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 This article was originally published in BAI Banking Strategies on Oct. 19, 2012

 

Whether they want to stay in business for the long term or sell at an attractive valuation, community bankers need strategies to generate revenue growth.

 

“Without a growth strategy, you are dead in the water,” said Chuck Sulerzyski, CEO of Marietta, Ohio-based Peoples Bank. And that pretty well sums up the mood at a panel discussion I moderated at the recent BAI Retail Delivery 2012 entitled “Winning Strategies for Community Banks.”

 

While each of the three bank CEOs participating in the discussion serves different markets with different challenges, they all agreed on growth as the key imperative. If you want to stay in business for the long term, you’ve got to be able to grow revenue. Likewise, if you want to sell your bank, you need a growth story to warrant an attractive multiple. In the face of broad industry challenges – sluggish economic growth, limited capital, higher regulatory burden, shallow yield curve – what are these banks doing to generate that revenue growth?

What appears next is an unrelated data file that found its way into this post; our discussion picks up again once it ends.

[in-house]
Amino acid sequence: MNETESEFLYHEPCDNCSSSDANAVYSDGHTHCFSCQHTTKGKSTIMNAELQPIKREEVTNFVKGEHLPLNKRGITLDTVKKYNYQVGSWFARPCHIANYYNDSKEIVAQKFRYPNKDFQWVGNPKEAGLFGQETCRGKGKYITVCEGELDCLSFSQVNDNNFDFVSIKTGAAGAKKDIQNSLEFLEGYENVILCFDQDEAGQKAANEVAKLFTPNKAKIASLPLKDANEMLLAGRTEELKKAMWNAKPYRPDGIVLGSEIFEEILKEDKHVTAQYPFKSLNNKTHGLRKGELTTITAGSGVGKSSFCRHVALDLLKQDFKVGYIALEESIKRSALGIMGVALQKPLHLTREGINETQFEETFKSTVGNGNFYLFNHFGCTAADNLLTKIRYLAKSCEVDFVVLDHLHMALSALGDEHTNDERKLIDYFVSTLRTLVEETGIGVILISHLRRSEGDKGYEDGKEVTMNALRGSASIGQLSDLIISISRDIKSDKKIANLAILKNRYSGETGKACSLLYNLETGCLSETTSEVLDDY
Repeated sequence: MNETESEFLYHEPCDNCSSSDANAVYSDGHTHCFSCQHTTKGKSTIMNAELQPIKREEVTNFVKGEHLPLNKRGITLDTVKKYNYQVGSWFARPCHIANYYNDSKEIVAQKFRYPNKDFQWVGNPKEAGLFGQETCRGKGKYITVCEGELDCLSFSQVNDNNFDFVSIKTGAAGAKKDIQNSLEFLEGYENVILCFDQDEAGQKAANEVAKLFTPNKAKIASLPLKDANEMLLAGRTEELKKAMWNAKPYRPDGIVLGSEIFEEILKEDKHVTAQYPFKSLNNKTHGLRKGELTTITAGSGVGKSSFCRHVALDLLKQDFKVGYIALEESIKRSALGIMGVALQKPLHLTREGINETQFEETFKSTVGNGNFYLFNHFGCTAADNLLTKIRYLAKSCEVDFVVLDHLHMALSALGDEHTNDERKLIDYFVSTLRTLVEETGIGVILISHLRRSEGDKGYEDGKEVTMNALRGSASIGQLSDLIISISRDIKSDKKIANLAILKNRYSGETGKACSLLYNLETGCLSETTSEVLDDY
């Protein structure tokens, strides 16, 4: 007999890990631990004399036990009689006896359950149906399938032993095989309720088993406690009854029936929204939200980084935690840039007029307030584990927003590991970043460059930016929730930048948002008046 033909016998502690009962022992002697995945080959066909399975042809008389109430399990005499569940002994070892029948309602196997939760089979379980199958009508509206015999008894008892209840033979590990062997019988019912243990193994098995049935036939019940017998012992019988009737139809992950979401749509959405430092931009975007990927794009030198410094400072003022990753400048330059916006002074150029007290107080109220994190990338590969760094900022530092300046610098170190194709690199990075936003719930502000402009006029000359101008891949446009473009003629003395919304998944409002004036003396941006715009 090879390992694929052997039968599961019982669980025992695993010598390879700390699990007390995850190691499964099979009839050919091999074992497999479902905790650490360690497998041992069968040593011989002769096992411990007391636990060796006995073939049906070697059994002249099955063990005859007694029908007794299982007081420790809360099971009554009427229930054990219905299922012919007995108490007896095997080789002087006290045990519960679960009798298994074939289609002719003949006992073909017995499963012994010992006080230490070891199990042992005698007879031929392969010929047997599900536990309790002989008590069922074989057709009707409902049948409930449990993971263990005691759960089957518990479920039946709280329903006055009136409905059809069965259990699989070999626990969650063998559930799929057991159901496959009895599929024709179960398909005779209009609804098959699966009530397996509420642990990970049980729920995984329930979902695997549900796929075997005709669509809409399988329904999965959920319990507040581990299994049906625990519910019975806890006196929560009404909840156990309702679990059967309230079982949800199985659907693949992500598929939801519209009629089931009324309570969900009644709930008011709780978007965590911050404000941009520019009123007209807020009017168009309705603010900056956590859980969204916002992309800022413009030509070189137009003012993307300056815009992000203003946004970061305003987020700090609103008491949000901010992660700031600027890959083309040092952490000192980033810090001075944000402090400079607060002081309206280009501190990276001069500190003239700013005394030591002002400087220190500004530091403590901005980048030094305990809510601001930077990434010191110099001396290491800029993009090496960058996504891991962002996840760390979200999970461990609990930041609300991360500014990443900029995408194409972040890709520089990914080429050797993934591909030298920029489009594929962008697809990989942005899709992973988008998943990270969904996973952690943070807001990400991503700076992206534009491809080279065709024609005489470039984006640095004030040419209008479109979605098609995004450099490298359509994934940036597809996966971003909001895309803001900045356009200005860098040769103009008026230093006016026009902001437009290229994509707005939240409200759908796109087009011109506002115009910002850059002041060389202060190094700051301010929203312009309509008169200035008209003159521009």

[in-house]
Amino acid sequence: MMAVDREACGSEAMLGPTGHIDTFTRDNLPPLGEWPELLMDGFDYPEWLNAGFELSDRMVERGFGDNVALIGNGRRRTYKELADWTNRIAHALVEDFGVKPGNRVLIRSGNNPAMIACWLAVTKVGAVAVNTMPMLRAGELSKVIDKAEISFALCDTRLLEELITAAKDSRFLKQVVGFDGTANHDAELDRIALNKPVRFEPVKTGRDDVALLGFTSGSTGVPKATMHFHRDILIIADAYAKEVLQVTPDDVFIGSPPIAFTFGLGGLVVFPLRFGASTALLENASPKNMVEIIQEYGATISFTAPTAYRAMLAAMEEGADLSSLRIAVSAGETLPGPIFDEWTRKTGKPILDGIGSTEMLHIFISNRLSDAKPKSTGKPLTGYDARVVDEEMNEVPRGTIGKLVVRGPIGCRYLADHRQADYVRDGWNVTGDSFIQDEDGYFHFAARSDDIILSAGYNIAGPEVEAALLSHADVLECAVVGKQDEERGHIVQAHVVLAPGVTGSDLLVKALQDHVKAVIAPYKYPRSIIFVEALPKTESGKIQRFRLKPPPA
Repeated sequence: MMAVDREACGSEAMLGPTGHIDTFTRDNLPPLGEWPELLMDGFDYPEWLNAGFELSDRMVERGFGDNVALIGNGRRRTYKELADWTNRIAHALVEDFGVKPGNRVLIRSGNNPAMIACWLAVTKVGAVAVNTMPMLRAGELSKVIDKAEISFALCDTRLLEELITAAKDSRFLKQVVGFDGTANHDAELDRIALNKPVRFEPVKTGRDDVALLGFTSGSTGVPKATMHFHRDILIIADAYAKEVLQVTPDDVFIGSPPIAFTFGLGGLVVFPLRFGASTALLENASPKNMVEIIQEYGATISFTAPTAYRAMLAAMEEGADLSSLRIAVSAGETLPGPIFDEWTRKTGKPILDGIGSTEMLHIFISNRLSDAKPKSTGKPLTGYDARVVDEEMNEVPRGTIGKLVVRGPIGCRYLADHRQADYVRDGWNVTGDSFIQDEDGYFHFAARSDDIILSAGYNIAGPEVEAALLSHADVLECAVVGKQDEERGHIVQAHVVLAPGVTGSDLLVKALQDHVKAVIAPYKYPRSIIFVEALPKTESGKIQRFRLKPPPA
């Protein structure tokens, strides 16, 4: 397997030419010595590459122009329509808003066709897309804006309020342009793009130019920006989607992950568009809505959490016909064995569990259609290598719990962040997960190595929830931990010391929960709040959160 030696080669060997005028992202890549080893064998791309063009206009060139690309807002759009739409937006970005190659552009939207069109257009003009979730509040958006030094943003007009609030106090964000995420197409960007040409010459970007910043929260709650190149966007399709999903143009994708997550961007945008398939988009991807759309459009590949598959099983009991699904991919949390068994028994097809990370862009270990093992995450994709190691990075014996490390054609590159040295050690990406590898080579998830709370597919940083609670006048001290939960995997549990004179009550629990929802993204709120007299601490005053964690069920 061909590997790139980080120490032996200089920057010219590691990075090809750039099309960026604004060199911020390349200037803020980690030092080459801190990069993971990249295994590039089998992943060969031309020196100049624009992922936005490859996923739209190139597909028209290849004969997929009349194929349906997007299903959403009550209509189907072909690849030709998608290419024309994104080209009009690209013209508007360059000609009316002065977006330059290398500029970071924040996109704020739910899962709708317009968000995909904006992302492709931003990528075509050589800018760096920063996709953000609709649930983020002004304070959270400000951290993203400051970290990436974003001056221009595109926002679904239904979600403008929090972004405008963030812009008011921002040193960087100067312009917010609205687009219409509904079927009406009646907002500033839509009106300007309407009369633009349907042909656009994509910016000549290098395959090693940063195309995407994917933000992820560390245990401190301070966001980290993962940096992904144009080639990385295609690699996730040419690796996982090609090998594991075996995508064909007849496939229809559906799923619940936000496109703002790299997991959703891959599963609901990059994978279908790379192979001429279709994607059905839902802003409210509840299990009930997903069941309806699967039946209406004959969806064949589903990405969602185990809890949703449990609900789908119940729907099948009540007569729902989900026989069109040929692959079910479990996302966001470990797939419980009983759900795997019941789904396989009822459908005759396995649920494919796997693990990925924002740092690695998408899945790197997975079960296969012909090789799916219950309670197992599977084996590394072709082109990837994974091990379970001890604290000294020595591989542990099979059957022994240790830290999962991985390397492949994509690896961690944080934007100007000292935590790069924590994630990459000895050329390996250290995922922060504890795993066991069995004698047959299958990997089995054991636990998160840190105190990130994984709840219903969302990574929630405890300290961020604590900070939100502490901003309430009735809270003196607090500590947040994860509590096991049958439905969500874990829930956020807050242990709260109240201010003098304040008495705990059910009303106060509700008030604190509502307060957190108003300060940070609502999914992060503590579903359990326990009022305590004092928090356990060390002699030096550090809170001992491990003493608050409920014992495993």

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Recently David Kerstein, President, Peak Performance Consulting Group and Buck Bierly, President, MZ Bierly Consulting conducted a series of 3 webinars designed to help branch managers and retail leaders develop best-in-class sales practices. This is an excerpt from webinar #2.


For more information, or to register for access to the archive version of these webinars please contact dkerstein@ppcgroup.com

 

 

David Kerstein:

What we’re looking at on this slide is an actual job description currently posted for a personal banker by one of the top ten banks. I won’t read it all through but this is word-for-word, job description for a personal banker.

 

Think about how it emphases some of the things that we’ve talked about today.


“Your role is to build long-term relationships, to go out into the community and call on clients and businesses.” This is for a personal banker!